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Are you sure you’re not vulnerable if your phone is stolen?

man with head in hands

I was overcome with sympathy when I heard that Kaitano Tembo’s phone was stolen. I’ve had a phone stolen before, how I loved that Galaxy S (1). However, my thief was not as cruel as Tembo’s.

The thieves that stole his phone have been soliciting money from his contacts. They have been sending messages posing as Tembo, telling his friends and family that he’s in trouble and needs financial assistance.

Tembo found out when he got calls on his other number from family confirming that they had deposited the funds to bail him out of jail. He needed no such assistance.

That was not enough for the thieves, they had to really stick it to Tembo. They started sending adult content to his contacts. Why? Guess we’d have to ask them if they are ever caught.

All that’s clear is that they are just cruel. I can’t even process the thought of my mother receiving lewd stuff and thinking it is from me. The next Tembo family reunion is going to be spicy.

How to avoid Tembo’s predicament

It doesn’t matter how careful you are, your phone could be stolen. You could sleep with your iPhone taped to your thigh and still wake up with it gone.

We end up with a few questions,

  • What can you do to minimize the damage that can be done to you?
  • How can you ensure you increase the chances of recovering the device?
  • How can you ensure you don’t lose your stored memories?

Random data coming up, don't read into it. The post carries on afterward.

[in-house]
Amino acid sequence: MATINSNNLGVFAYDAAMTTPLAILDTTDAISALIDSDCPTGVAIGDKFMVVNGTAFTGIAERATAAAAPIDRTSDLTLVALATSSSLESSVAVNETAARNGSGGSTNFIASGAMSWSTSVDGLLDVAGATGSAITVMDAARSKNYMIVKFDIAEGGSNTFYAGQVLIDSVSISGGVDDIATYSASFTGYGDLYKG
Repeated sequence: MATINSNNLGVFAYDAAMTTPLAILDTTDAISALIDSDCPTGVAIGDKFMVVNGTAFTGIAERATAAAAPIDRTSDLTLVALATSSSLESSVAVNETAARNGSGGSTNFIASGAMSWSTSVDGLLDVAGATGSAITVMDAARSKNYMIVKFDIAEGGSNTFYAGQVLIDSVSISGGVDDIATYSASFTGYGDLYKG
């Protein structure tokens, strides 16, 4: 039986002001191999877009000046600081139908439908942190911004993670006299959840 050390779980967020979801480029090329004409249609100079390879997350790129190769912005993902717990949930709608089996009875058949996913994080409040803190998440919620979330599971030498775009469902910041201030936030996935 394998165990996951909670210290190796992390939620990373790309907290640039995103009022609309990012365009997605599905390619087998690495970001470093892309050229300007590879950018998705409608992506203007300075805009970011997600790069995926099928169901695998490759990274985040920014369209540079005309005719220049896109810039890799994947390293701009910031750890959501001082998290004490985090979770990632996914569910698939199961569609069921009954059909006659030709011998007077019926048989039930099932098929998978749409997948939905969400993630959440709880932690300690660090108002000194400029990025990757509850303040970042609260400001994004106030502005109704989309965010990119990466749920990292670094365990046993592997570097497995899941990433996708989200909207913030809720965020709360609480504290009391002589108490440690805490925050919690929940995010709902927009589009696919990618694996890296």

Minimising vulnerability in the case of theft – Passwords

The golden rule in security is to do whatever makes the thief / extortioner’s job hard. The bare minimum in the case of electronic devices being the setting of passwords. It is unacceptable to have a phone without lock screen security.

Do note however that locking a phone can reduce the chances of recovery. Thieves will immediately hard reset a phone if they can’t use it. That would wipe any tracking apps you may have installed.

However, these days thieves know about trackers and so they usually just hard reset a phone, locked or not. So you might as well lock it.

Biometrics

If you can, set fingerprints, irises, or a face as that would be the most secure. Note that not all face recognition security is equal, unless you are sure that your phone has iPhone like FaceID, avoid face unlock.

Passwords

A good password works, the best being gibberish like hJu89*L9/x@Y%, not your name or something else that can be guessed easily.

PIN

A PIN can be good if it is long and not something simple like a family member’s birthday.   

Pattern

A pattern is better than nothing but you’ve seen kids tilt a phone and correctly guess one. Choose the earlier options unless.

I know it is annoying to have to input a long password or PIN every time you have to use your phone. However, that’s the price one has to pay for peace of mind.

You can even go overboard with it and require fingerprints/passwords to access certain apps on your phone. WhatsApp has this option baked in. For other apps you can use something like AppLock.